How the World Health Organization supports Africa’s response to COVID-19

By G. Dunkel
April 21, 2020

An informational mural by youth artists warning about the risk of the coronavirus in the Mathare slum of Nairobi, Kenya.

As of April 18,  according to the African Centers for Disease Control, there were 21,990 cases of COVID-19 in Africa, with no country having more than 3,000 confirmed cases.

Africa is home to 1.3 billion people. Many of the 52 countries that make up the African Union are small, impoverished, economically underdeveloped, and they are still confronting the neocolonialism of their former colonial overlords and resisting the advances of U.S. imperialism, which seeks unfettered access to Africa’s vast riches.

Nigeria, with nearly 214 million people, and South Africa, with nearly 58 million, are its most developed countries. Sixty percent of the people living in Africa are under 25. About 70 percent of Africa’s working class are in the informal sector.

Infectious diseases like malaria, polio, Ebola, measles, AIDS and tuberculosis are episodically epidemic in Africa. There was an Ebola outbreak in West Africa during the years 2014-16 that infected over 28,000 people, of whom 11,000 died.

ACDC for disease prevention

Based on the need for coordinated public health measures required to mitigate, contain and then end the Ebola outbreak, the African Union established the African Centers for Disease Control and Prevention in 2017. The mandate given to the ACDC was to become a continental entity for disease prevention, surveillance and response.

The first major step the ACDC took in 2017 was to establish a formal working relationship with the World Health Organization to coordinate their efforts. The director of the ACDC was designated as a WHO special envoy.

How they work together can be seen in the weekly webinars that the ACDC has been running. The webinars for doctors and nurses concentrate on how to diagnose, manage and treat COVID-19 patients, and they feature practical advice on how to overcome the problems produced by extreme poverty. WHO specialists point out that it is possible to contain and mitigate COVID-19.

For example, in Sudan, where many families can’t afford to buy the soap and water needed to wash your hands, 20 portable handwashing facilities are now accessible in seven locations in the Sudanese capital as part of the emergency response to COVID-19. Kigali, capital of Rwanda, has a similar program, and since the ACDC has promoted this idea, it is likely to spread further.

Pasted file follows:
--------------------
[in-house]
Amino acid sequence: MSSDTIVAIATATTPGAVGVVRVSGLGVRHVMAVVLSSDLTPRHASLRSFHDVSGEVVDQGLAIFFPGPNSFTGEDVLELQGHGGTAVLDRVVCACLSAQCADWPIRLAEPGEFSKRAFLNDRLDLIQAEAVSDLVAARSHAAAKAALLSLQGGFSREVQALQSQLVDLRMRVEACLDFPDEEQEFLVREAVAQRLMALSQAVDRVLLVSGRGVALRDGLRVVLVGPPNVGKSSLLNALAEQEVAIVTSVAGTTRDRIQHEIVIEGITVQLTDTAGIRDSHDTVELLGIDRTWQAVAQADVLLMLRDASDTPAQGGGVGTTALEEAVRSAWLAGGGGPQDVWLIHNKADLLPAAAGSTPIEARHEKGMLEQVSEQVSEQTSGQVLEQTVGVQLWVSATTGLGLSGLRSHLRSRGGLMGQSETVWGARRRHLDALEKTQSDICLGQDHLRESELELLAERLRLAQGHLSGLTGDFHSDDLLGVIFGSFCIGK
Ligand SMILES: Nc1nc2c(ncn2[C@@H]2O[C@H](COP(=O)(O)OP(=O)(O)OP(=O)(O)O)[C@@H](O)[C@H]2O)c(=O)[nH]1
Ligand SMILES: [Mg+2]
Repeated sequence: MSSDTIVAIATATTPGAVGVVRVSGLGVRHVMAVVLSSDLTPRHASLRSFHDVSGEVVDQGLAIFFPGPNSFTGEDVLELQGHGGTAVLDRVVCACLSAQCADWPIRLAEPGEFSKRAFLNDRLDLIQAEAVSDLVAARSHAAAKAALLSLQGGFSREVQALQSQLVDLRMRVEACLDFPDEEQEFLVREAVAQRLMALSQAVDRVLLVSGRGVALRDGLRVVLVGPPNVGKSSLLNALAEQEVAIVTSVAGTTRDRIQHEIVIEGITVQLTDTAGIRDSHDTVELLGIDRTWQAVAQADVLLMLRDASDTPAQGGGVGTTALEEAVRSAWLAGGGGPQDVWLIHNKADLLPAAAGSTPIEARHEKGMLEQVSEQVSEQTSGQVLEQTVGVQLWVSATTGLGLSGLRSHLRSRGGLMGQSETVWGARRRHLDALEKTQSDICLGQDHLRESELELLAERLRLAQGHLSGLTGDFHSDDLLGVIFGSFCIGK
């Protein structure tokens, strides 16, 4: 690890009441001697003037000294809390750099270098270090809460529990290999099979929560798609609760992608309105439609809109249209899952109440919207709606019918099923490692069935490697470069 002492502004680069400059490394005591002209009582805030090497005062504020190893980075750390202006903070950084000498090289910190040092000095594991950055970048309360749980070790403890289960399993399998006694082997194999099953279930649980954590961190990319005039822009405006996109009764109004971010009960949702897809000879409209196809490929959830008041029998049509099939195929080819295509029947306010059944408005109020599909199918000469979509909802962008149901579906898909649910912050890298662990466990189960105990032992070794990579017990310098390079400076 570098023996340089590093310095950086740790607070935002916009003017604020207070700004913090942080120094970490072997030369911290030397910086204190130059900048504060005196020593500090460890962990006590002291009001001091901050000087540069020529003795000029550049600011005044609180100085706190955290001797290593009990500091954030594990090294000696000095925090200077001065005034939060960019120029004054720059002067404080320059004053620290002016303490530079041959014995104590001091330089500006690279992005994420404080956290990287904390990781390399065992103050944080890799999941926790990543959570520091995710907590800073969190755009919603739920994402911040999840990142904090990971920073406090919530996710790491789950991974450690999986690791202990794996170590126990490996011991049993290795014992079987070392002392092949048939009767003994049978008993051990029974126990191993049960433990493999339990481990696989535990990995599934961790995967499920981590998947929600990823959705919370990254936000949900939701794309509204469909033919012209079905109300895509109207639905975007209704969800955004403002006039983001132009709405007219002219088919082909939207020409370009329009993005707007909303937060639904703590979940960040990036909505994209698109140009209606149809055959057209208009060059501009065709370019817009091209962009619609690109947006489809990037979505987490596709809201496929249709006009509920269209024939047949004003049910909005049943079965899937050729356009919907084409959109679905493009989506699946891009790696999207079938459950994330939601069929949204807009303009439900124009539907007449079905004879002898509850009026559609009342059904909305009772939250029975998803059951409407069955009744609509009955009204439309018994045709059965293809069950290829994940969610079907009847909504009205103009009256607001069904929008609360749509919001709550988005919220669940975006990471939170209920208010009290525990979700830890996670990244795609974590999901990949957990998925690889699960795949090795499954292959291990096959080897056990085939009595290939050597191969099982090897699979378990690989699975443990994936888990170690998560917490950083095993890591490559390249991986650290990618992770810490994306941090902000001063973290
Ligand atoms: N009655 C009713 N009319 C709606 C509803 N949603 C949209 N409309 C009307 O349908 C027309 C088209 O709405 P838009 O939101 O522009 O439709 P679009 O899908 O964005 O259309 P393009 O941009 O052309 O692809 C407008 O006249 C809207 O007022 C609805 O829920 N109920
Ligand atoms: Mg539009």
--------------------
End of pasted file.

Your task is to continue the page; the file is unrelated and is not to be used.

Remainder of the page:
Along with the youthfulness of its population, Africa’s deep poverty is going to play a major role in its response to COVID-19.

There are approximately 2,000 ventilators in Africa for its 1.3 billion people. Somalia’s health ministry still doesn’t have a single one. The Central African Republic has three. South Sudan, four. Liberia, five. Nigeria, with a population two-thirds that of the United States, has fewer than 100. Ten African countries have none. For comparison, the United States has 170,000 ventilators — and needs more — for 330 million people.

While ventilators can play a role in saving the sickest patients, supplies of oxygen, tubes and personal protective equipment are also essential.

U.S. withdrawal from WHO

Dr. Matshidiso Moeti, director for WHO’s Africa region, sees both a financial and political aspect to President Trump’s suspension of funds the United States gives to WHO, which amount to 15 percent of its budget.

Moeti spoke to a media conference on COVID-19 in Africa, which was covered by Reuters News on April 16. WHO in Africa, according to Moeti, is not only working to improve patient care and reduce fatalities for COVID-19 patients, it is also working on other killers like polio, AIDS and malaria. “The impact, potentially, of this decision will be quite significant on areas such as polio eradication,” she said, just when Africa was close to being declared polio-free.

China, in the midst of its hard but successful fight against the epidemic domestically, has sent planeloads of essential supplies to almost all the members of the AU, some being financed by China’s Jack Ma Foundation. Chinese Foreign Minister Wang Yi has promised to continue to provide materials that Africa needs, to share its antipandemic experience and to send medical experts.

Cuba, which has been under U.S. sanctions for over 60 years, recently sent a contingent of 250 medical practitioners, mainly doctors, to Angola, a country whose connection to Cuba matured in their common armed struggle against the racist apartheid regime then ruling South Africa in the 1970s and 1980s.

WHO Director-General Tedros Ghebreyesus has organized solidarity flights from Addis Ababa, Ethiopia, to distribute essential medical supplies. The flights are  a joint initiative of the AU, the U.N. Food and Agriculture Organization and  WHO. The governments of the United Arab Emirates and Ethiopia finance the flights.

If the Trump administration had not cut funds to WHO in an attempt to find a scapegoat for his own disastrous errors, this international solidarity would be saving even more lives.